Renu Swarup, secretary, department of biotechnology, ministry of science and technology, and chairperson of Biotechnology Industry Research Assistance Council (BIRAC), spoke to Bappa Majumdar about the current state of the battle against Covid-19:
Vaccine hesitancy is not a new phenomenon and is not happening for the first time. There are still uncertainties around how many do we need to vaccinate, to reach a collective safety mark. But one thing’s certain, at the stage of battle we are in, vaccination is absolutely our best bet to beat the virus. It must be a citizen driven campaign.
Hasn’t the way in which Bharat Biotech’s Covaxin was approved, led to vaccine hesitancy too?
This is an emergency that we’re all talking about, where time is critical. Every day people are getting infections, many are dying of them. We have not gone through a pandemic earlier, and there’ll be viewpoints and positions, and we can debate and discuss those. Here we have safety data, and immunogenicity which is critical, and those data have been published in eminent journals. Then you have the drug regulator, one of the most reputed national regulatory agencies, which will never take a decision that will hurt citizens’ safety, and have the experience of rolling out so many vaccines behind us and that collective wisdom has decided, in an emergency this is our best strategy.
People talk about achieving herd immunity already.
Today, whether we have herd immunity or not, I don’t think it’s easy to say that. We still have to be careful, there’s nothing like herd immunity at the moment, so we must take our vaccines and we must continue with all Covid protocols. We haven’t yet spent sufficient time with the virus to know all aspects of it. For instance, we don’t know how long the immunity lasts post-natural infection. When we talk about herd immunity, how long is that going to last? We should not make assumptions here.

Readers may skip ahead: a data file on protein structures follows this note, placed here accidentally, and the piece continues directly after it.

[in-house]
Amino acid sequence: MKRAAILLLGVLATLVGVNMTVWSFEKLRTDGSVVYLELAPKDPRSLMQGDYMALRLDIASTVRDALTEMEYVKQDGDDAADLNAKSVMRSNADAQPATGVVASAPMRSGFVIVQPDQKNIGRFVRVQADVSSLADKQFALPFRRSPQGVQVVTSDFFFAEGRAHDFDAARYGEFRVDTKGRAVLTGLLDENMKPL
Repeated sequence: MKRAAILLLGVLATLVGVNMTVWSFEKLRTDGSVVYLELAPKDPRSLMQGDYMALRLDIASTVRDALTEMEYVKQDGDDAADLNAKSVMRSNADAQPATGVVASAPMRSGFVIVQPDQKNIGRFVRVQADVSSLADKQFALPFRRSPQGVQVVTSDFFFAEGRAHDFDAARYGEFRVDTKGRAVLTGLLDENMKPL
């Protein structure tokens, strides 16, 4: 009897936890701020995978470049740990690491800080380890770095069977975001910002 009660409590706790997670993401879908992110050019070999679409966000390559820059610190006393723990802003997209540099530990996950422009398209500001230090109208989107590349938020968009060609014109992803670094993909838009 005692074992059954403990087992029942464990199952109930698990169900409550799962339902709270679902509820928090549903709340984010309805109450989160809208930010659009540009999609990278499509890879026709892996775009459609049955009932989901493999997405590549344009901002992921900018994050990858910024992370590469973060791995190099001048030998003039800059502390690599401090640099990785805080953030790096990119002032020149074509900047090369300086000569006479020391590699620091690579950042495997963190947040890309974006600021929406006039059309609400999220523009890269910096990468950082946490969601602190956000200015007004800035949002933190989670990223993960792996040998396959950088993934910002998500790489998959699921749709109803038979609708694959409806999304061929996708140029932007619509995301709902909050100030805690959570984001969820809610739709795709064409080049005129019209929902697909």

Some scientists feel that those who have recovered from Covid-19 should be asked to delay their vaccination.
We do not yet have sufficient data to guide us on whether a recent infection could be one of the parameters or markers to decide on who will not be given the vaccine. The fact is, even if it’s a small number, there have been cases of reinfection, and when you prioritise a group, you cannot risk a subset of that group without adequate evidence guaranteeing their safety.
What about the other vaccine candidates?
Our scientists have done a phenomenal job in terms of readying the robust pipeline of vaccine candidates. So apart from the two which are already in use, we’re expecting three to four to be ready to be rolled out in the next few months. It is this rich vaccine portfolio of diverse technologies that gives us enormous confidence to take on the battle against Covid.
How does the future vaccine pipeline look like in terms of roll-out and technologies that they use?
Those in the making include ZyCoV-D, from Zydus Cadila, which is on a DNA vaccine platform. Bio E’s Covid-19 vaccine candidate is based on classical vaccine technology of a protein antigen, SARS-CoV-2 Spike RBD. India’s first indigenous mRNA vaccine candidate from Genova is aiming to work on storage of 2-8°C, which if we succeed will be a breakthrough innovation. Work has begun on phase-I studies for Bharat Biotech’s nasal vaccine for Covid. Of course, we have a partnership with Russia on the Sputnik V vaccine, which has gone into phase-III trials, another adenoviral vaccine. On top, Serum Institute is working on two more candidates, Novavax has one vaccine candidate, Zydus has one more and Bharat has one more vaccine candidate. We have five in human trials and two rolled out, so seven in total.
How sure are we that these vaccine candidates will pass the scrutiny of international regulators for use?
Absolutely, they will. No doubts about it. Our manufacturers have proved themselves to be the best in the world. They supply over half of vaccines globally and have stood up to every scrutiny for each of the earlier vaccines which have been developed. Both Bharat and SII are in discussions with WHO for their pre-qualification for emergency use for their vaccines. We are also partnering with Coalition for Epidemic Preparedness Innovations on developing immunoassays. We are now working on the UK variant and actively planning to ensure that all our vaccines would work against, say the Brazilian variant or the South African variant. We are confident that whatever variant may come in, our vaccines will work.
Views expressed above are the author’s own.
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